DUMPSTER—Eating a scrap of Clif Bar in the shadow of a Bucktown apartment building, local rat Terry, 2, was feeling a little left out of 2020’s plague narrative. “I’m used to being demeaned and hated by the local population,” said Terry, rubbing her paws together in that way rats do, “But ignored? That’s a new one, and it’s brutal.”
Rats, historically maligned and reviled, are no strangers to being left out of the story. “Bubonic plague, people were blaming everything but us,” Terry continued. “I’m the local historian of the alley, so I have something of a head for this stuff. Way back when, we carried fleas which carried that plague. People thought it was God or bad humors, but the great arc of time eventually placed the credit where it was due—on our backs, just like the plague-ridden fleas.”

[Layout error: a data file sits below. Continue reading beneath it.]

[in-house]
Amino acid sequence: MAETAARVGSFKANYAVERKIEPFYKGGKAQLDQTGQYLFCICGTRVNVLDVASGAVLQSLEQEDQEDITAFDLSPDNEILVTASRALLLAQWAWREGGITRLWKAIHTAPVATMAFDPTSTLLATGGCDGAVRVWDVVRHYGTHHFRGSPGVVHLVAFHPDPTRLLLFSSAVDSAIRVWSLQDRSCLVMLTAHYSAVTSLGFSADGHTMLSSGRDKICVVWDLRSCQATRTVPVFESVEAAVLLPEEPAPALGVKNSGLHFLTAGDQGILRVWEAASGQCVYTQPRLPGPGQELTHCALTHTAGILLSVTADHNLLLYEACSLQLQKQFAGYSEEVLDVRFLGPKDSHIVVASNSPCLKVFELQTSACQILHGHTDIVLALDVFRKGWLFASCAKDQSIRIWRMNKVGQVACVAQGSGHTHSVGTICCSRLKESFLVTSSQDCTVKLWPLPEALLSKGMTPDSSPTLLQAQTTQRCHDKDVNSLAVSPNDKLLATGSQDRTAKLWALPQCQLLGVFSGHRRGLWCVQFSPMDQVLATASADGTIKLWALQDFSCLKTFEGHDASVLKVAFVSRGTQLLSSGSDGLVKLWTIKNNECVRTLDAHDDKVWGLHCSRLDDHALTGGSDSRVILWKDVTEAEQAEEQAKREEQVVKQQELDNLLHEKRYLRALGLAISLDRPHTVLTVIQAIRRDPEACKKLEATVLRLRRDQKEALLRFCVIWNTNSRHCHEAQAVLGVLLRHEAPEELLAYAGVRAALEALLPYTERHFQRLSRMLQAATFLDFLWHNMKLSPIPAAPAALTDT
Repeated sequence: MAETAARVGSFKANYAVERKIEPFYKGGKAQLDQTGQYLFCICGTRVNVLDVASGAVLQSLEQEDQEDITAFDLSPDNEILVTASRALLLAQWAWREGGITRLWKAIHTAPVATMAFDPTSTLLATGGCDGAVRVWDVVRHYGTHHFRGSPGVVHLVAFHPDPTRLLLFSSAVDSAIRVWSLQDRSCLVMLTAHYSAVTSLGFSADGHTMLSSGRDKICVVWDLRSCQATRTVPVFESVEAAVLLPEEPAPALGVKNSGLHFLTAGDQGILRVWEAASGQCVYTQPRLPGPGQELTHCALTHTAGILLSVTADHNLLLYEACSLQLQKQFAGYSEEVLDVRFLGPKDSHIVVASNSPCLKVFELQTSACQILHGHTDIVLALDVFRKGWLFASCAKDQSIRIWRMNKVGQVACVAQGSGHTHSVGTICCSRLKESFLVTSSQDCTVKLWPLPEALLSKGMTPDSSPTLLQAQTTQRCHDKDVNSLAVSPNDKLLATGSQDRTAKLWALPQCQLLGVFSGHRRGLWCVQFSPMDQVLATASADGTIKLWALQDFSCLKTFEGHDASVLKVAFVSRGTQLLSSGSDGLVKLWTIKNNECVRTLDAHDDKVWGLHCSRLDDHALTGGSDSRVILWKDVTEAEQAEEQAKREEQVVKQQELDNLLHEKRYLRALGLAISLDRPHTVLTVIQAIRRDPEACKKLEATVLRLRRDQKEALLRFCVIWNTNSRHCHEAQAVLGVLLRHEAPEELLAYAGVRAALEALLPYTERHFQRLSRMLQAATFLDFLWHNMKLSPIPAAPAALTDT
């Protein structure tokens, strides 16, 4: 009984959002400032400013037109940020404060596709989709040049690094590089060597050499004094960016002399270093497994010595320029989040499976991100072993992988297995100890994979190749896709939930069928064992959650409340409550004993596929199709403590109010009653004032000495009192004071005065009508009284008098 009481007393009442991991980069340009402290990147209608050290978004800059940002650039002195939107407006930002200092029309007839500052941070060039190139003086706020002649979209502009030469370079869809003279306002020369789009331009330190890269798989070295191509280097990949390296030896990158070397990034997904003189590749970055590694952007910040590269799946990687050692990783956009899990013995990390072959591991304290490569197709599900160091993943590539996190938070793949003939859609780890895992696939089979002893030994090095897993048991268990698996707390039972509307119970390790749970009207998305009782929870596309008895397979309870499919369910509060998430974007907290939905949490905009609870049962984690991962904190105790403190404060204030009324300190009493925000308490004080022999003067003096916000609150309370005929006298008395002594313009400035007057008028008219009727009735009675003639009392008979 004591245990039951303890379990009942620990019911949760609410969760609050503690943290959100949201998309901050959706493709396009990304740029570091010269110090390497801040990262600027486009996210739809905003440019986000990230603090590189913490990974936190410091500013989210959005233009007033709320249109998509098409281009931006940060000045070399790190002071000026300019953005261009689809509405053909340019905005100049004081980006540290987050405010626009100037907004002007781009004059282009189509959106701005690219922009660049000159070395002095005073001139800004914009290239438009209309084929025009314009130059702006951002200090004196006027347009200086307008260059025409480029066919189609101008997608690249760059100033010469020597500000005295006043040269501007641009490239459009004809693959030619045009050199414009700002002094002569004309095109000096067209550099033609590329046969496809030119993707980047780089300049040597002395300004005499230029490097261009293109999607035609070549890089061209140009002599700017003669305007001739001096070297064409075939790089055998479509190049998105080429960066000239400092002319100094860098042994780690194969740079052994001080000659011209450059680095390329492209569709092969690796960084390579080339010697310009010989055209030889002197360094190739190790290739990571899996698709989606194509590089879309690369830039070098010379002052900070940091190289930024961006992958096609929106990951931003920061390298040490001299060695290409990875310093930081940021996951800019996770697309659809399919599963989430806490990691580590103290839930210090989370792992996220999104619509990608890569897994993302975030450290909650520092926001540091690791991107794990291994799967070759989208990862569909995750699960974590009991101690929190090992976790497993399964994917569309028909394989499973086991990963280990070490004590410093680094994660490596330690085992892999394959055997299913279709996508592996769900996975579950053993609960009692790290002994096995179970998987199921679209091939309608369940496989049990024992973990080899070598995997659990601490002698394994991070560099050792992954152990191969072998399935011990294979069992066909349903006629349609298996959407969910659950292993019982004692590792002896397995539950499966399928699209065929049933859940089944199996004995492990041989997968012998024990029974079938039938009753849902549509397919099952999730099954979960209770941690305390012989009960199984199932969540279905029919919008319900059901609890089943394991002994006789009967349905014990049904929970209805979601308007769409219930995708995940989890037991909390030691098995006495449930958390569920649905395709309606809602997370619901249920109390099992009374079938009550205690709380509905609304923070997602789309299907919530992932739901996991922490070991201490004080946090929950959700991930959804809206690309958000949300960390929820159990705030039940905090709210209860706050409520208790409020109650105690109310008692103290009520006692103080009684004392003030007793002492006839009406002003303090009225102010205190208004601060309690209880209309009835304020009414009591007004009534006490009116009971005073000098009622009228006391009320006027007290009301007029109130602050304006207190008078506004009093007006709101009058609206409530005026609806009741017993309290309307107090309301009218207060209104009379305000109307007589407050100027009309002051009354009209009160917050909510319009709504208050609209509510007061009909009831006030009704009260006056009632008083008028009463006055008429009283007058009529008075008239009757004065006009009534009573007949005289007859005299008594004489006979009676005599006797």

Noting that the novel coronavirus had little rat-based origins, Terry nonetheless took exception to the fact that the current pandemic gained little from centering rodents in the discussion. “People need a cause to rally around,” he said, scuttling across the alley in search of crumbs. “Who does everyone hate? Me! Well, rats in general. I’m actually pretty well-liked within my community. But rats! Come on, make us the villain, we can take it!”
Adding that most rats were hams and loved the chance to play the antagonist, Terry went on to emphasize the value of keeping him at the center of the narrative. “Go on, set a trap for me,” he whined, switching his tail around. “Some of the restaurants are tossing garbage out for us again, but it’s not nearly enough. We need food of the mind, some good old fashioned conflict.” At press time, the rats of Terry’s dumpster were attempting to knot their tails together and create a rat king for some media buzz.